Organizational skills: Personal assistants must be exceptionally organized as they need to coordinate their manager’s schedule and workload.

Self-motivation skills: Personal assistants should be self-starters who possess the ability to motivate themselves.

Administrative skills: Personal assistants are responsible for varied administrative functions; they require administrative skills, and they need to pay high attention to detail.

Adaptability: Personal assistants must be flexible as they may need to take on new tasks, handle last-minute requests, multi-task, or learn new procedures.

Computer skills: Personal assistants must possess computer skills in order to handle electronic correspondence, report preparation, research, etc. They also need to know how to use basic office equipment such as scanners.

Personal Assistant Work Environment

Personal assistants usually work in a wide variety of settings, including private homes, corporate offices, and government buildings. They may work for a variety of different types of employers, including executives, politicians, and entertainers.

Personal assistants may also work for private companies that provide personal assistant services to clients.

Personal assistants must be willing to put in long hours, and they must be willing to work on weekends and holidays. They must deal with high levels of stress, as they are often responsible for handling their employer’s personal and professional affairs.

Personal Assistant Career Path

Getting Started

Personal assistants are usually the first employees hired by the company’s executive, and they are given many responsibilities that can be daunting to someone new to the field. They are expected to learn a great deal of information quickly and perform a number of different tasks for their bosses. While they may have a mentor or “shadow” a more experienced assistant, they have to perform their duties on their own for the most part. The hours can be long and unpredictable.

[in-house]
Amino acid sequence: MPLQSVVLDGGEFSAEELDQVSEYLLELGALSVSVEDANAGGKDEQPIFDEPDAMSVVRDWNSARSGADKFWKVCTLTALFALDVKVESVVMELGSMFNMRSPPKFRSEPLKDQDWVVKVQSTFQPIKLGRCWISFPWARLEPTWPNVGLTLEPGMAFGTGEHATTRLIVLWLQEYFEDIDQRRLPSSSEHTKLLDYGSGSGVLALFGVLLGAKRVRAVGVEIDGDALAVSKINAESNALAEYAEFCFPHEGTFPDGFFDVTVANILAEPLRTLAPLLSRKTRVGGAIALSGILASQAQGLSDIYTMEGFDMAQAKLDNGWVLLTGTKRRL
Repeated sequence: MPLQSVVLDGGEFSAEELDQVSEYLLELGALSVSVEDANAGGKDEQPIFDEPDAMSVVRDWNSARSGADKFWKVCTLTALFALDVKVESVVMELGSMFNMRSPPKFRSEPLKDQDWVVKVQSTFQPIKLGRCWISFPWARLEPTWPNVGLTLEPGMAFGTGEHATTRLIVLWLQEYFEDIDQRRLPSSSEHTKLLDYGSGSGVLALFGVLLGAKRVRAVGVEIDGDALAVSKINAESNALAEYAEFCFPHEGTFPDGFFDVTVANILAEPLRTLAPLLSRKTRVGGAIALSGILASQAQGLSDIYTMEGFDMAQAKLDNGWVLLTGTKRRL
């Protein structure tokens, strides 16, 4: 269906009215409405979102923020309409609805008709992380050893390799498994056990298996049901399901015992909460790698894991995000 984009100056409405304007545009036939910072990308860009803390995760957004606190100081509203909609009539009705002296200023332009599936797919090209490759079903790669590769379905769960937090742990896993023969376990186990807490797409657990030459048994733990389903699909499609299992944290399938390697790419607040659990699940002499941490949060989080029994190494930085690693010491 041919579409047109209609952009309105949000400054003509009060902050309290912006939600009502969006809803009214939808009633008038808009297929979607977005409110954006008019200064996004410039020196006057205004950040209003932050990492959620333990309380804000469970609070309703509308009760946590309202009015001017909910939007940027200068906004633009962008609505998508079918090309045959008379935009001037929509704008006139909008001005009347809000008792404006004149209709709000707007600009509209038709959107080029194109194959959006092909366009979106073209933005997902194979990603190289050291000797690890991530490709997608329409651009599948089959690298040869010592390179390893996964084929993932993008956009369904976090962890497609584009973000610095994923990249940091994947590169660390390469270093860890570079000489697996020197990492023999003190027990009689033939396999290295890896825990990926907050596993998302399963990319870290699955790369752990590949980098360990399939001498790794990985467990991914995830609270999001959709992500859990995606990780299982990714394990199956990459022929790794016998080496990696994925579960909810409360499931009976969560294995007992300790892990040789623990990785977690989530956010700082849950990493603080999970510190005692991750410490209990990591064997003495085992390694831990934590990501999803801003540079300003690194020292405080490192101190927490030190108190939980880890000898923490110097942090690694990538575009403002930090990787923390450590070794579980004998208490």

Five Years On The Job

Five-year veterans have become more comfortable with the demands of the job. They have established relationships with coworkers and executives, and they have become adept at juggling many assignments. Satisfaction is high; the work is challenging and requires a great deal of responsibility and attention to detail. Many enjoy meeting people who make up their boss’s social circle, and the job affords them plenty of opportunities to travel with their boss or to take advantage of business trips themselves. Depending on the employer’s needs, salaries can be quite good. Some choose to leave the corporate world and pursue more self-directed careers as freelancers or entrepreneurs.

Ten Years On The Job

Ten-year veterans have solidified their reputations as skilled administrators capable of managing their bosses’ careers. They may supervise other administrative staff members or act as coordinators for groups of executives who rely on them for direction on administrative matters. Many personal assistants take advantage of opportunities for lateral moves within the company so that they can broaden their knowledge of the business world and possibly move into management positions more quickly than those with only administrative experience. Promotions are common at this stage, resulting in increased levels of responsibility and satisfaction with career progression. Many people feel that there is a ceiling to advancement for this career path after ten years, especially if they haven’t moved into management roles by then—or find themselves working for a boss who doesn’t appreciate the value of a good assistant—so it’s important to keep looking for new challenges.

Personal Assistant Trends

Here are three trends influencing how personal assistants work. Personal assistants will need to stay up-to-date on these developments to keep their skills relevant and maintain a competitive advantage in the workplace.

Increase in Use of Technology to Coordinate Travel and Events

While the travel industry has historically been one of the most technology-dependent industries, advances in travel technology have led to a more streamlined experience for those working within this field.

Travel apps allow personal assistants to keep track of flights, itineraries, and hotel accommodations from their smartphones, as well as coordinate calendars and manage multiple tasks without having to contact their employers for every minor request.

Social Media Is No Longer Optional